I really don’t understand why people and pundits are having such a field day with the Massachusetts Senate race. Of all the places I have lived in my life, I have logged more years in the Bay State then any other. That makes me feel qualified to add one more piece of punditry, and here it is.
Massachusetts is a liberal state only to a point. It has had Republican governors such as William Weld and Mitt Romney. It was also the first state to legalize gay marriage and it has the nation’s lowest divorce rate. It is a state that prides itself on rugged New England individualism and that means its resident don’t think that they have to tow any specific political line all the time -- be it liberal or conservative.
Martha Coakley is in trouble for three reasons:
1. She does not have a warm and fuzzy personality.
2. She did not work hard at campaigning for the job. She figured that once she won the Democratic primary the seat held by the late Senator Edward Kennedy would be hers.
3. Massachusetts has its own insurance plan and it has already cost much more than anyone anticipated. The Bay State citizens are wary of any more government health care plans because they don’t trust the numbers as they relate to the cost.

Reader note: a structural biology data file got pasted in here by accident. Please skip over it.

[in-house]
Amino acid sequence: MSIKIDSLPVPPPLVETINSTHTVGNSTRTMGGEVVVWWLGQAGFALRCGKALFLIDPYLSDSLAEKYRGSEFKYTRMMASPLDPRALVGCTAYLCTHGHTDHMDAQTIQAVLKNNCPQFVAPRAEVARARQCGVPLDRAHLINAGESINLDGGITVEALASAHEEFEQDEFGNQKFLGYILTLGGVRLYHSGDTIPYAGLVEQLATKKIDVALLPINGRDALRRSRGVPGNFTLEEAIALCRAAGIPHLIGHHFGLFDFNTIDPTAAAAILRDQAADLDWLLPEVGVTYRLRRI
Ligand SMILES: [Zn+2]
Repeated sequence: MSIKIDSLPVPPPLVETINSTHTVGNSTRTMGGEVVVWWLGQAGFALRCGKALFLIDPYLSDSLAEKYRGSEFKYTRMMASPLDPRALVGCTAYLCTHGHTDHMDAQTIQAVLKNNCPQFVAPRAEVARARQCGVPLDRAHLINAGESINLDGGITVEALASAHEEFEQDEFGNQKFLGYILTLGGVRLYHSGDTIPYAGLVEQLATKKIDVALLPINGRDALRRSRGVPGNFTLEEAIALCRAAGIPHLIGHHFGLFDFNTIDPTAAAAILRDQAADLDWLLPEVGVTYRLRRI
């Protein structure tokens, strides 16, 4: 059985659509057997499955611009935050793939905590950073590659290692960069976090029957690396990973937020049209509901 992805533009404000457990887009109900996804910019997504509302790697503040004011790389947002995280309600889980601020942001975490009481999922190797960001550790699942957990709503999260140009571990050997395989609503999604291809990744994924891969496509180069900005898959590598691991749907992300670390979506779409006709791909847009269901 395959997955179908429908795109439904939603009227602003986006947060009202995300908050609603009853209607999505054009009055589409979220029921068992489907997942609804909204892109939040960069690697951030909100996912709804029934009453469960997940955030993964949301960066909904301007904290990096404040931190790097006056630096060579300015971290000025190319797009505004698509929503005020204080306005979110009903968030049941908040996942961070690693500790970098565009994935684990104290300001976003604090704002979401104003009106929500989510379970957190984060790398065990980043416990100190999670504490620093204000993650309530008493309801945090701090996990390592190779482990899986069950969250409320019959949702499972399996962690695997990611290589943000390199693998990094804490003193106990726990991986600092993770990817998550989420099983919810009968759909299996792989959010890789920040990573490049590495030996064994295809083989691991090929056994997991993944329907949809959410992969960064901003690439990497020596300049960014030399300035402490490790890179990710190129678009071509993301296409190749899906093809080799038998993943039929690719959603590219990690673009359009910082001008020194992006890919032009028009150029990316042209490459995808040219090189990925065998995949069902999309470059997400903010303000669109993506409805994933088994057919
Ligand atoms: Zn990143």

I think Martha Coakley is going to pull it out and win the Senate race. I do not think this election is about President Obama or even about his health care plan taking over the private sector.
As the famous Massachusetts Speaker of the House Tip O’Neill said, “ All politics is local”. He was right then and right now. This race is about Massachusetts and not a national referendum on who is in the White House.
Ellen Ratner is Washington bureau chief for Talk Radio News Service and a Fox News contributor.
Ellen Ratner joined Fox News Channel as a contributor in October 1997. Currently, Ratner serves as chief political correspondent and news analyst for "Talk Radio News Service" where she analyzes events, reports breaking news, and provides lively interviews with newsmakers in government and entertainment. She is founder of "Goats for the Old Goat." Over the last three years, donations have been made to acquire goats for liberated slaves who were returning to South Sudan. More than 7,000 goats have been donated to the people of South Sudan to provide sustainable sustenance for their families and a means to begin their lives again.